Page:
"This is no dream! This is really happening!"
— Rosemary Woodhouse, Rosemary's Baby, 1968
Speed is no joke. I should know, I get spracked on green tea and Coca-Cola every Sunday night to stay up and write these recaps until dawn. Sometimes I find myself staring in the mirror at my sweaty reflection, unable to recognize my own face, muttering to myself "Who is Dick Whitman anyway? Why is he such a controlling pervert? Does Ken Cosgrove know how to tap dance? How dangerous is it exactly to play William Tell with X-Acto knives?" Lately I've been fantasizing about setting Don up with Julia Louis-Dreyfus's Veep character, Selina Meyer. It would be a fair fight. We now know that Don's fetish for loudmouth brunettes who put him in his place was probably implanted in his cortex by the hooker with a heart of gold who relieved him of his virginity without his consent at The House of the Rising Backstory.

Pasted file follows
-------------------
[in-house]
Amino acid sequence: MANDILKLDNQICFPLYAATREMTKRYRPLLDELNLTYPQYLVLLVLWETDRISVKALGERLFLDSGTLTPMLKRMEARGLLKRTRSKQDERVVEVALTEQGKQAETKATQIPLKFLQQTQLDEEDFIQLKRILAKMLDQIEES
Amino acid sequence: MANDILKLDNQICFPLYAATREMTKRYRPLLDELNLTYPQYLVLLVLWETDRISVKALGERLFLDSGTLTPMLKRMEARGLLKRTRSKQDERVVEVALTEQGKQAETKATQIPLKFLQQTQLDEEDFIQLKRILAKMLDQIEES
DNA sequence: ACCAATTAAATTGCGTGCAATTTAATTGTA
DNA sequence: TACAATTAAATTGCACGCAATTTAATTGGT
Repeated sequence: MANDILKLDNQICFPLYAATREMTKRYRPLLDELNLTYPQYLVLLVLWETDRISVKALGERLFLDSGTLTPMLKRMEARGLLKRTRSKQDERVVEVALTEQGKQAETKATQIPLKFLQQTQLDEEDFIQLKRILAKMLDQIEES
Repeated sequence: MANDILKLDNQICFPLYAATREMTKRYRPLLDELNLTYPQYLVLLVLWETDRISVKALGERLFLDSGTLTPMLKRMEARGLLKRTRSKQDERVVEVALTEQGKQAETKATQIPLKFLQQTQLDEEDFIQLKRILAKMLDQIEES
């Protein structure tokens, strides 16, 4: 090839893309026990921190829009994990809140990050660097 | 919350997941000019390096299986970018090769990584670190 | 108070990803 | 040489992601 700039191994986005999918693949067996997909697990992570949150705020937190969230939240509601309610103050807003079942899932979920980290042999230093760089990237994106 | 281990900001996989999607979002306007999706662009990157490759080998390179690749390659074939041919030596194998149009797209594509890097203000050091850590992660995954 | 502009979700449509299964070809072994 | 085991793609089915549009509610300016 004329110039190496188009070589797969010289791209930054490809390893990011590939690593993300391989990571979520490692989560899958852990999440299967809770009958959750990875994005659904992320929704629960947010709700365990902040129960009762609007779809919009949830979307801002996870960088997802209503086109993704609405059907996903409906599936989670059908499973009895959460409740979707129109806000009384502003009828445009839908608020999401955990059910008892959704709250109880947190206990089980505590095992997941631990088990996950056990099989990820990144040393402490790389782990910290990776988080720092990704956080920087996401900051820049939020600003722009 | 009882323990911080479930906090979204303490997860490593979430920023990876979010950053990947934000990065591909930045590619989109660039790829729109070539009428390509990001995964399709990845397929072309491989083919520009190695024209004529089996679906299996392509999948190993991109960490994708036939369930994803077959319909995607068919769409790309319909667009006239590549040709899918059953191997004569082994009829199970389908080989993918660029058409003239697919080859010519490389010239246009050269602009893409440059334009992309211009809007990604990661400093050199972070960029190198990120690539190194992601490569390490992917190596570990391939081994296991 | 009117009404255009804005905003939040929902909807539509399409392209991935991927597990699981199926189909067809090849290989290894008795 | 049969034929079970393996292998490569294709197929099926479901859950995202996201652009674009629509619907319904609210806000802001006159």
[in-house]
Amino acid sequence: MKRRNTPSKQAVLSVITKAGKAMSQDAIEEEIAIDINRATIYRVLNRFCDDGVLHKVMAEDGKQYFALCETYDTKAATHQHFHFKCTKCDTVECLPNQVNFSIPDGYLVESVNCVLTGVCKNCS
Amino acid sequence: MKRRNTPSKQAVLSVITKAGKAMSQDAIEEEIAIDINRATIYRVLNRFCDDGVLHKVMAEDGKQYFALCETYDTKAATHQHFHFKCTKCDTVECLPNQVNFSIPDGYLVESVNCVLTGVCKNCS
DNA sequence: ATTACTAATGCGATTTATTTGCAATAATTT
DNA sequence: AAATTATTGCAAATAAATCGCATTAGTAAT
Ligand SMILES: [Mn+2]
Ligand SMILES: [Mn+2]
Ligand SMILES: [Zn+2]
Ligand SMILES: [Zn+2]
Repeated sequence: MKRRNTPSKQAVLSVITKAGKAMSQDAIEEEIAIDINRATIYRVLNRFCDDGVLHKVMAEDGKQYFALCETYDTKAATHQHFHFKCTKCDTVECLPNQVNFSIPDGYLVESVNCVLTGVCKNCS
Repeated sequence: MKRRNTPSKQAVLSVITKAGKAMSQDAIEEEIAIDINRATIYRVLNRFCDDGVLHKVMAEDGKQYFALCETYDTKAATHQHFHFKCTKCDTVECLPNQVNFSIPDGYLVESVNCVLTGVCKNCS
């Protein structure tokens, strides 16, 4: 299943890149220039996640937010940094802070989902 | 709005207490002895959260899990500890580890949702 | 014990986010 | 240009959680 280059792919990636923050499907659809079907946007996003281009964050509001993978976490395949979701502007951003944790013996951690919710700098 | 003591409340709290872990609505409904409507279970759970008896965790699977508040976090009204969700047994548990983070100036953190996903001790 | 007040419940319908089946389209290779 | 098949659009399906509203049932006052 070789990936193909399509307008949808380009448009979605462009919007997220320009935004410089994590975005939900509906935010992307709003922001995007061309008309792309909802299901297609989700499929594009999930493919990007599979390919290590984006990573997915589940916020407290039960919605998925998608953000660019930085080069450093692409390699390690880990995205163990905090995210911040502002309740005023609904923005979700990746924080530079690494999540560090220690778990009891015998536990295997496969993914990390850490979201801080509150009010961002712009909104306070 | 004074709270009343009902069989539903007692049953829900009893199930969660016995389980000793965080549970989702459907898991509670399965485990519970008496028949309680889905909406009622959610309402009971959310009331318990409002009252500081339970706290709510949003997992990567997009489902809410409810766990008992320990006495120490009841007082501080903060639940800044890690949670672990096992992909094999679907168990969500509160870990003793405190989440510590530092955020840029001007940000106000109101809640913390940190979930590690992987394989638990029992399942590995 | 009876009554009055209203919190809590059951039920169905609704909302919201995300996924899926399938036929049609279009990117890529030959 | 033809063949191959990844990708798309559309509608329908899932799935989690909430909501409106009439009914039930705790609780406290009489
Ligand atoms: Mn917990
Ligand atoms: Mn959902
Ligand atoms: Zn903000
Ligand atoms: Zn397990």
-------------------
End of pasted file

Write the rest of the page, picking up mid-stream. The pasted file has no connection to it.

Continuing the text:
“Is growin' up always miserable?" Sonny asked. "Nobody seems to enjoy it much."
"Oh, it ain't necessarily miserable," Sam replied. "About 80 percent of the time, I guess."
— Larry McMurtry, The Last Picture Show
Everyone is mysterious when you're first getting to know them. You have to peel back layer after layer of false front before you hit any oil. Social personalities are mostly misdirection. It takes forever to find out what anyone's really all about. You learn to differentiate between what someone says they believe and their actual beliefs; between what they say they're going to do and what they do. We are often mysterious to ourselves. Every human being is steered by several stars. Inside each person are a naive sailor, a seasoned captain, a scientist, the girl next door, a foxy redhead, a millionaire, and his wife. We contain multitudes.
Margarine will never be butter. But it can only really be compared to butter, and butter will always win.
"Sky pilot, how high can you fly? You'll never, never, never reach the sky." —Eric Burdon & the Animals ("Sky Pilot," spring of 1968)